Get $10 in free Bitcoin when you sign up at Coinbase and buy or sell $100 in Cryptocurrency

What do you think?

Silviu Ionut Husaru on

What about onecoin , will go this to be like litecoin or etherum?

Thomas DeMichele
Thomas DeMichele on

Onecoin is said to be a Ponzi scheme. In this respect, it nothing like litecoin or ether. In fact, its not even a cryptocurrency (as far as I can tell).

Some things you walk away from, some things you run away from.

If we believe that onecoin is a Ponzi scheme (each has to make their own choice here), then logically we want to run away from onecoin.

I strongly suggest only seriously entertaining the top say 100 coins by market cap. I personally rarely consider an investment in any coin that isn’t roughly in the top 10 – 20 (there are some rare exceptions, such as with ICOs, but I’m never putting the bulk of my investable funds in anything without proven staying power and community in almost every case).

Rita on

How about “the billion coin (TBC)”???

Thomas DeMichele
Thomas DeMichele on

The first thing I though when you said that was, “that sounds like a scam.” Then the next thing I did was a google search and immediately I saw articles that said things like “in my opinion the Billion coin is a scam.” That is two red flags off the bat.

If a coin names itself something very similar to BTC (Bitcoin), it is really not a great sign. A good coin can stand on its own two feet.

Here is a tip to live and die by, only trade coins that are in the top 100 or so on If something promises you great returns if only you sign up for their thing and lock your money up, stay away.

If you want to make great gains, it is as easy as picking the right coin in the top 100 and keeping a little Bitcoin on hand. Are you going to get rich over night? Probably not. The reality is, the people who actually make profits at this are 1. the ones who learn to read charts, keep an eye on the news, watch out for pump and dumps, and try to time buys and sells to buy low and sell high of decent coins, with decent volume, and decent market caps (I do this, its hit or miss, but at least I can always place a stop loss and go back to BTC a little up or down), 2. market manipulators (don’t be like them; I am firmly against this and think it hurts cryptocurrency… I would place those who offer scam coins in this category), 3. People who average into coins they think will do well over time, hold, and take incremental profits (I do this, it is my bread and butter, 9 times out of 10 it works better for me than trading; that might say more about me than anything, but I think it also says something about what strategy will work best for the most people).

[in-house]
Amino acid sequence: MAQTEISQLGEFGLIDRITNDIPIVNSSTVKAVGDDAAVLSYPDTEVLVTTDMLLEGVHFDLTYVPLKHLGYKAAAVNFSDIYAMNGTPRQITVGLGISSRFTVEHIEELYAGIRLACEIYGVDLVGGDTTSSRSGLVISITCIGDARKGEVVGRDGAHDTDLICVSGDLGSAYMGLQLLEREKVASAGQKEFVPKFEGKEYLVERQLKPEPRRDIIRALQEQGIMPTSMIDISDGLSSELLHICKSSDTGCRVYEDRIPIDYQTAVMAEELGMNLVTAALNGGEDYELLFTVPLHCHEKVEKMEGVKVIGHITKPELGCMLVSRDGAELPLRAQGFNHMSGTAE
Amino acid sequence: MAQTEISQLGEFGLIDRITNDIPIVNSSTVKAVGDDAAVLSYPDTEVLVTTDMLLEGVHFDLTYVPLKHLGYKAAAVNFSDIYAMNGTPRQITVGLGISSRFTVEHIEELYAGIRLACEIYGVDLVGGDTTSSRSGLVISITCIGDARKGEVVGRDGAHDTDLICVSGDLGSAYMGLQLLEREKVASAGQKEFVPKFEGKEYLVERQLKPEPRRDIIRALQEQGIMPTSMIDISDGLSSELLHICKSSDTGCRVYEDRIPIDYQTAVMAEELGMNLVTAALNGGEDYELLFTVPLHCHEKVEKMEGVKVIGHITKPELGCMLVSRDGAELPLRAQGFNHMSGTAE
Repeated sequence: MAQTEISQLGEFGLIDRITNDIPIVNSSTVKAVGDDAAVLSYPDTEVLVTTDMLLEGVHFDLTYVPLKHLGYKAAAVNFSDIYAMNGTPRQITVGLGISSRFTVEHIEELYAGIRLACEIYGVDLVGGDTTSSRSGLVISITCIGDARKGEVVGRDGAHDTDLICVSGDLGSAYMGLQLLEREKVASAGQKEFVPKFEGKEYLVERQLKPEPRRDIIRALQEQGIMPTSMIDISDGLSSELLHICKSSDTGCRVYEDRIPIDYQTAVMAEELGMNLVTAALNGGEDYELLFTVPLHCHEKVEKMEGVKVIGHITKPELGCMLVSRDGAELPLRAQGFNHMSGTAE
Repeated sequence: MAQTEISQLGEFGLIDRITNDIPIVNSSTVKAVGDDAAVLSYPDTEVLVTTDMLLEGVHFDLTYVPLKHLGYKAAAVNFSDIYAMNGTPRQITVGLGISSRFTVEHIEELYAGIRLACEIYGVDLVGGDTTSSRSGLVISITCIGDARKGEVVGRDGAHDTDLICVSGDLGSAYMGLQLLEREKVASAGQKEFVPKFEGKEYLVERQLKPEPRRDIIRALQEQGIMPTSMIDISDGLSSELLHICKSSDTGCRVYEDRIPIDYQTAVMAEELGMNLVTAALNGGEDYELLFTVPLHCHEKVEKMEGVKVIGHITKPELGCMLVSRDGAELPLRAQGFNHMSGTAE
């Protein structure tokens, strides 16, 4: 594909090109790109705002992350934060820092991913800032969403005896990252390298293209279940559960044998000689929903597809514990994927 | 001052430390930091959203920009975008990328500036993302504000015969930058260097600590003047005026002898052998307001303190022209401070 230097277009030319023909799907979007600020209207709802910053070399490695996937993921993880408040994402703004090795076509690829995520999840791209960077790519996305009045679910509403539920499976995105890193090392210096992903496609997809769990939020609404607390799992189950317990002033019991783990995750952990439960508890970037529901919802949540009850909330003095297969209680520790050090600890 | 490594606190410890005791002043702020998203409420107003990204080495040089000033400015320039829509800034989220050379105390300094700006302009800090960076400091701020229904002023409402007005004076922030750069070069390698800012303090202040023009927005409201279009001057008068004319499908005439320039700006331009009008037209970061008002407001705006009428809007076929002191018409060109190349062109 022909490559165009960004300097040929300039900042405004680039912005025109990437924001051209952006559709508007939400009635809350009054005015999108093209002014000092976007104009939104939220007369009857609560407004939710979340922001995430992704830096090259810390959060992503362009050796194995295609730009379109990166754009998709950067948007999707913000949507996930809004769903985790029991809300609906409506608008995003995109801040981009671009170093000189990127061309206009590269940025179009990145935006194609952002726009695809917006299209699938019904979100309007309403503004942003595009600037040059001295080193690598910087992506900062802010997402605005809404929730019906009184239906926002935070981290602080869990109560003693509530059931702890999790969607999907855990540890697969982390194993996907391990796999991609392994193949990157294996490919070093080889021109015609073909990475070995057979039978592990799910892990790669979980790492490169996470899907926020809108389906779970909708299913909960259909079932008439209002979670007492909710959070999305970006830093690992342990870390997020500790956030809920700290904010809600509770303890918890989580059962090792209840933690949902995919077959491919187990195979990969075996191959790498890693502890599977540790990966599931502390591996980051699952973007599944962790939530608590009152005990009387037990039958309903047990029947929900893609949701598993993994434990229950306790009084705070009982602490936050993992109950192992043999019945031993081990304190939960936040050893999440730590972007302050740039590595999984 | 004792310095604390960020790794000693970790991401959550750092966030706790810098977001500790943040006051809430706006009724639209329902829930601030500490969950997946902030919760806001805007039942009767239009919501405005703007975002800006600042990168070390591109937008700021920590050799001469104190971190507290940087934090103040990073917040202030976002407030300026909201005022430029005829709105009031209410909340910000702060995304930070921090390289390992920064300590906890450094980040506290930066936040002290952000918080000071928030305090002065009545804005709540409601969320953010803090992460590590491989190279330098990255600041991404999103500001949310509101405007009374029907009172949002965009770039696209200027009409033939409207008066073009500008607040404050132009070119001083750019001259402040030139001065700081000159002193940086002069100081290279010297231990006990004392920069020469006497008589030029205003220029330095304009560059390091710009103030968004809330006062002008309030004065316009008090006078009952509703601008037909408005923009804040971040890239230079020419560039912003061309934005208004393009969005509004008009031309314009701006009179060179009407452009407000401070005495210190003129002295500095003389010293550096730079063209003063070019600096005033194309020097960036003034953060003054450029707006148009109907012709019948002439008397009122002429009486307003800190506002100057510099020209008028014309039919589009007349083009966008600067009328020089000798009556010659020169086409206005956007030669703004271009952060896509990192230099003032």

There is great joy in trying to buy into an average position on the top coins (but not Bitconnect and then incrementally taking profits. There is nothing but sorrow ahead for those who go chasing unreal (and let’s stress that term in every sense) gains from things like “the Billion Coin.”

I don’t want to make a snap judgement call that it this thing must be a scam, I only want to point out that all my experience tells me to stay away from things like this.

Let’s not add extra risk to crypto by buying into anything that isn’t immediately tradable for BTC or fiat as a rule of thumb.

Shawn Casey on

Very well put together and very informative for the novice enthusiast!
Thank you

Shawn Casey on

What would your take be on a new company like NetCents, i know they are not in your top 100 but I think that they have an interesting platform and I would value your opinion!

Thank You

Thomas DeMichele
Thomas DeMichele on

If I like an ICO, read the white paper, research the founders, google it for hours, and come away with a good vibe, I will put a small amount of Ether (or whatever currency) on it and see where it goes as a long term play. 90% of the time it just ties up money that would have been better spent holding the coin. Further, you can often buy the token cheaper on the open market using a platform like EtherDelta. Further, you can often wait until it is listed on a major exchange and then buy it.

There aren’t many ways you can go right with an ICO considering every factor. However, it can and does happen. Hence the research and small buy-in.

Would I buy NetCents? Hard to justify when I can buy Bitcoin now. Not against ICOs though. See more of my thoughts here:

Thomas DeMichele
Thomas DeMichele on

Thanks for the kind words.